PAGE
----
Winter with its short days and long nights is a good time to concentrate on houseplants — often neglected due to the many duties the garden requires during the other three seasons.
One plant that attracts lots of attention is the begonia. A native of the tropics, begonia has been around for more than two centuries. Today, there are 1,500 species. They creep and crawl, cascade and clump.
Among the classes are fibrous (named for its tiny, hair-like roots), tuberous (roots that look like potatoes), and rhizomatous (growing from fleshy stems called rhizomes). Others you may be familiar with are the cane-like class your grandmother called angel wing that is still a favorite today and the semperflorens, a wax begonia usually grown as a bedding plant.
The most sought after are the rhizomatous begonias, which include the Rex with its dramatic foliage. There are more varieties than adjectives to describe this plant.
And while most bloom, begonias are grown for their uniquely shaped foliage and colorful patterns with splashes of bronze and silver, red-purple and green-black and sometimes, even a bit of iridescence.
Rexes’ designs include the chocolate cross display on the puckered apple green leaves of Iron Cross, the design of snail on Escargot, leaves in shades of pink and cream on Fairy Rex or the green-black leaves that transition to silver along the edges of Yamileth Rex.
Others have intriguing names such as Ballet, Pink Charming, Red Kiss, Rumba, Salsa, Silver Limbo and Tornado.
Rex begonias are actually easy to grow. Their needs include:
• Well-drained potting mix.
• Medium to bright light.
• Water when soil feels dry to the touch.
• 50 percent humidity for best results. If leaves start curling or turn brown, the reason is usually low humidity.
• Fertilizer once or twice per year, unless you want fast growth, then more often.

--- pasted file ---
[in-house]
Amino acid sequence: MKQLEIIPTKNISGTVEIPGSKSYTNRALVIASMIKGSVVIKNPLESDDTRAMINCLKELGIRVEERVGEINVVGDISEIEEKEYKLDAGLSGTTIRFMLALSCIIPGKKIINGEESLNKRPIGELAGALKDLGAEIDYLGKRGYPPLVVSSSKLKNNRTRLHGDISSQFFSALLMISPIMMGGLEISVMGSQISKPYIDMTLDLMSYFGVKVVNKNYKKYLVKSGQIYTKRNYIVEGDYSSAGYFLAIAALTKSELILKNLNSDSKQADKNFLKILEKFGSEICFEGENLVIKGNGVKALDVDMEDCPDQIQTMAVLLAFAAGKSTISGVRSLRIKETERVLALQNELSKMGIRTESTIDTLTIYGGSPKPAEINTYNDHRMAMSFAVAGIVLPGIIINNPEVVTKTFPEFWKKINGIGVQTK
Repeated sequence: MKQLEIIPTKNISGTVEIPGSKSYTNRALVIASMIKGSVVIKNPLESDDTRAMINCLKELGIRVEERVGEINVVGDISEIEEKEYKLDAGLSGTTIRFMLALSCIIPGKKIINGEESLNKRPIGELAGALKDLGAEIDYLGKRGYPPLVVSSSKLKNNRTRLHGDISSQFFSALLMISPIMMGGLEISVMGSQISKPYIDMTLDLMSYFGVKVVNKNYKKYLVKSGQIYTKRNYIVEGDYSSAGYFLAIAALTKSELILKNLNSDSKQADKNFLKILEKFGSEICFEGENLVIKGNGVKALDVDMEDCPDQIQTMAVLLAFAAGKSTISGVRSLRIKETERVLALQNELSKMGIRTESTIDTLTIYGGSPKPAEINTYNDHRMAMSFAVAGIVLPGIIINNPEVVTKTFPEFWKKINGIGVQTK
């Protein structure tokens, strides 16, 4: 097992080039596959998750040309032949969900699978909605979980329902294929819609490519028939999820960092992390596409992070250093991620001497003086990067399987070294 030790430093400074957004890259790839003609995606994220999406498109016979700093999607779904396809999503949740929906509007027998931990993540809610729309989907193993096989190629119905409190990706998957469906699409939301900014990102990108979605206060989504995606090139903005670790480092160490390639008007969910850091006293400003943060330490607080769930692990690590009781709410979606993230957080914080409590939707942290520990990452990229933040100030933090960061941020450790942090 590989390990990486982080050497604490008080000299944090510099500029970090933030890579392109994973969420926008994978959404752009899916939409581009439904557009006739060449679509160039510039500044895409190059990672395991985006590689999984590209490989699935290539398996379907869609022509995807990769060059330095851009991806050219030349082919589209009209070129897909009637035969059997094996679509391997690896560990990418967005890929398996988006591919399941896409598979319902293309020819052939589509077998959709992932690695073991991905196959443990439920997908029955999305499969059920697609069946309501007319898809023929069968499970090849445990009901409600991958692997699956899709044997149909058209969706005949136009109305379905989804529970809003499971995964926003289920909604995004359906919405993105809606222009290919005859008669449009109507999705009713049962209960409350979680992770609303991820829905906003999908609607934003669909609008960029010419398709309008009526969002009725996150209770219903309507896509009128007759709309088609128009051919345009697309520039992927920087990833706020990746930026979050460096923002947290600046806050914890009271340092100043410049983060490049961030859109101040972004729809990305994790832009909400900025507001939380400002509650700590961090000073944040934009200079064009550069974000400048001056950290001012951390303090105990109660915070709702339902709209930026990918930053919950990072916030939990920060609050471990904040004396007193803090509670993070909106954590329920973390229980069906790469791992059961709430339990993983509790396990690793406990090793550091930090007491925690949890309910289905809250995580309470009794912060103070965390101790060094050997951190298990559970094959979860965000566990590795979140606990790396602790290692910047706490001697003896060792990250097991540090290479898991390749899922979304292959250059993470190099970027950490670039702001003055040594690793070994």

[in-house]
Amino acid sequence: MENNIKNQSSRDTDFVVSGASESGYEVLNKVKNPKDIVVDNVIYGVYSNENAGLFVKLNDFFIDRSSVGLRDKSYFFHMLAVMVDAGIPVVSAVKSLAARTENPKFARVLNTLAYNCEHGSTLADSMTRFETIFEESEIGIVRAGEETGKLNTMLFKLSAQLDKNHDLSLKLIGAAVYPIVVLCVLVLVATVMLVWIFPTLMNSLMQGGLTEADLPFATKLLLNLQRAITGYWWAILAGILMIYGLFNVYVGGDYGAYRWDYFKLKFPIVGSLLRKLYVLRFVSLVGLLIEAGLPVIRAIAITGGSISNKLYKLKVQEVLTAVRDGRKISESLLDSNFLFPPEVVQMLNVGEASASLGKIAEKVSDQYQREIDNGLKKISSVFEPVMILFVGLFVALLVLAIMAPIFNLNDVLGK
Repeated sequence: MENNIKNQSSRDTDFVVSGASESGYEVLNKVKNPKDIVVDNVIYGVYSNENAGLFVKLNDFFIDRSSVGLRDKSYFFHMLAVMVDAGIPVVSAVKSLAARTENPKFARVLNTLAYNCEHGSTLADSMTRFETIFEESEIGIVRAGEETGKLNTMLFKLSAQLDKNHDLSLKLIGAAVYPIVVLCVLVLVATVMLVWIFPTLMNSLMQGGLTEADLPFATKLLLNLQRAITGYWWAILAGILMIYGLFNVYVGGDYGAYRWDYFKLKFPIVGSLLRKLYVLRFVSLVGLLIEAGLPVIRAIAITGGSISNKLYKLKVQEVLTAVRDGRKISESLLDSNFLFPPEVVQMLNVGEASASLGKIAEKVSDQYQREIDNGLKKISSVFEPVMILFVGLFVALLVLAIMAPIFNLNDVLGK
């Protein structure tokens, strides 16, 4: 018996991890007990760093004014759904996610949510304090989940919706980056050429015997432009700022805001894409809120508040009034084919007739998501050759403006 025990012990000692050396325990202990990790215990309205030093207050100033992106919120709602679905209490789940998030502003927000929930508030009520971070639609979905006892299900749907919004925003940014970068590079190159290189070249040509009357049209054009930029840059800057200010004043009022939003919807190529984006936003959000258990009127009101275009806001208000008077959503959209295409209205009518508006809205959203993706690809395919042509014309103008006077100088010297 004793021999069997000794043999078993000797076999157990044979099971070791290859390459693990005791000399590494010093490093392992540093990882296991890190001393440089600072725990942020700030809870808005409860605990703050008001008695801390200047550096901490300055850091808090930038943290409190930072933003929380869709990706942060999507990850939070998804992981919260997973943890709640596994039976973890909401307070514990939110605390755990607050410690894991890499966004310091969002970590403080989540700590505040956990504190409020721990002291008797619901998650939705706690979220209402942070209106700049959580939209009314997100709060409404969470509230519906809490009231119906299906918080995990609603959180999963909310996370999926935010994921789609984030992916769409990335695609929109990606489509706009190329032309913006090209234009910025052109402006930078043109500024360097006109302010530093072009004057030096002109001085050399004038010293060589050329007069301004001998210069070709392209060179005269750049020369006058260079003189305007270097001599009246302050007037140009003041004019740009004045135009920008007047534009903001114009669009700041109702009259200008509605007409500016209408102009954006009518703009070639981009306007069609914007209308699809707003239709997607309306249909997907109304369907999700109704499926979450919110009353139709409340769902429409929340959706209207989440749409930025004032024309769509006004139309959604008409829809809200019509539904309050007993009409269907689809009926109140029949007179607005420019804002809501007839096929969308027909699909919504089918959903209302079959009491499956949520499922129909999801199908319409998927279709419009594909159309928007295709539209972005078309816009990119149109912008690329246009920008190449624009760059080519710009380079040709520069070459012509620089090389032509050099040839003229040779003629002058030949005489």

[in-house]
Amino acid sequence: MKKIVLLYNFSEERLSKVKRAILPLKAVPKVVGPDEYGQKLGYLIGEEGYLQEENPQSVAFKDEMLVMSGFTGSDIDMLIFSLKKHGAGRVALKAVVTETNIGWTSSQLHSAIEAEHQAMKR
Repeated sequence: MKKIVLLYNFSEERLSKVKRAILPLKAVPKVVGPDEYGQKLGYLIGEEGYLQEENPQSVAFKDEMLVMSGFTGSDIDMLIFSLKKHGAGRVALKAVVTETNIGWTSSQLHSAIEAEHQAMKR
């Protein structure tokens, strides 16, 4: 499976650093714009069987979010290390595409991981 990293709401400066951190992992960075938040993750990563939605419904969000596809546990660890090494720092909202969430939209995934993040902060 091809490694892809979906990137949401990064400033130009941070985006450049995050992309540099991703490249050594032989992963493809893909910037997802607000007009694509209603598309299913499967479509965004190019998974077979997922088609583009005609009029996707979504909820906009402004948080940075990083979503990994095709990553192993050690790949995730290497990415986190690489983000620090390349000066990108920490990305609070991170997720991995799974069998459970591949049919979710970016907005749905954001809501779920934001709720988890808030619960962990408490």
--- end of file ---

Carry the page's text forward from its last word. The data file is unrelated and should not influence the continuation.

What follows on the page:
They are subject to some pest problems, so check occasionally for powdery mildew and spider mites and treat accordingly.
Not only are they low maintenance, but are also some of the easiest plants to propagate by rooting cuttings. No need to use soilless mix and rooting hormone; simply remove leaves with two or so inches of stem and put in small jars of water to root. It’s that easy.
Rex begonias will thrive planted in the garden or in containers outside in the summer, but must be moved inside before the temperatures drop below 40.
One of the amazing benefits of being a gardener is that the learning never ends.
I have always treated Rex begonias as houseplants. My friend Kay bought a flat of them last spring and planted hers in the garden. Before first frost, she transferred them to containers and passed along one to me. It was five times larger than those I pampered indoors all summer. Lesson learned: Rex begonias will summer in the garden this year.
Begonias are among the plants that make good companions in locations for reading and relaxing. They provide a natural solution to cleaner indoor air by removing carbon dioxide and replacing with fresh oxygen. And research has shown that plants and flowers can inspire our creativity and enhance our attitude by reducing stress — another reason for growing houseplants (as if any gardener needs justification!).
For a complete list of horticultural classifications, check out the American Begonia Society’s website (begonias.org). FYI: All begonia species are toxic to pets.
In the words of Gladys Tabor, a columnist for Ladies Home Journal magazine back in the mid-1900s, “The begonia is an amazing plant ... it just keeps going along and blooming, and when cut back, it starts up again.” What more can a gardener ask?
Next week, the topic will be: January is perfect for armchair gardening.
Lucy Fry of Fort Smith is a level 4 Master Gardener and writes the area Master Gardener newsletter. Her column, Gardening for the Record, runs weekly in the Times Record. Send questions to firstname.lastname@example.org.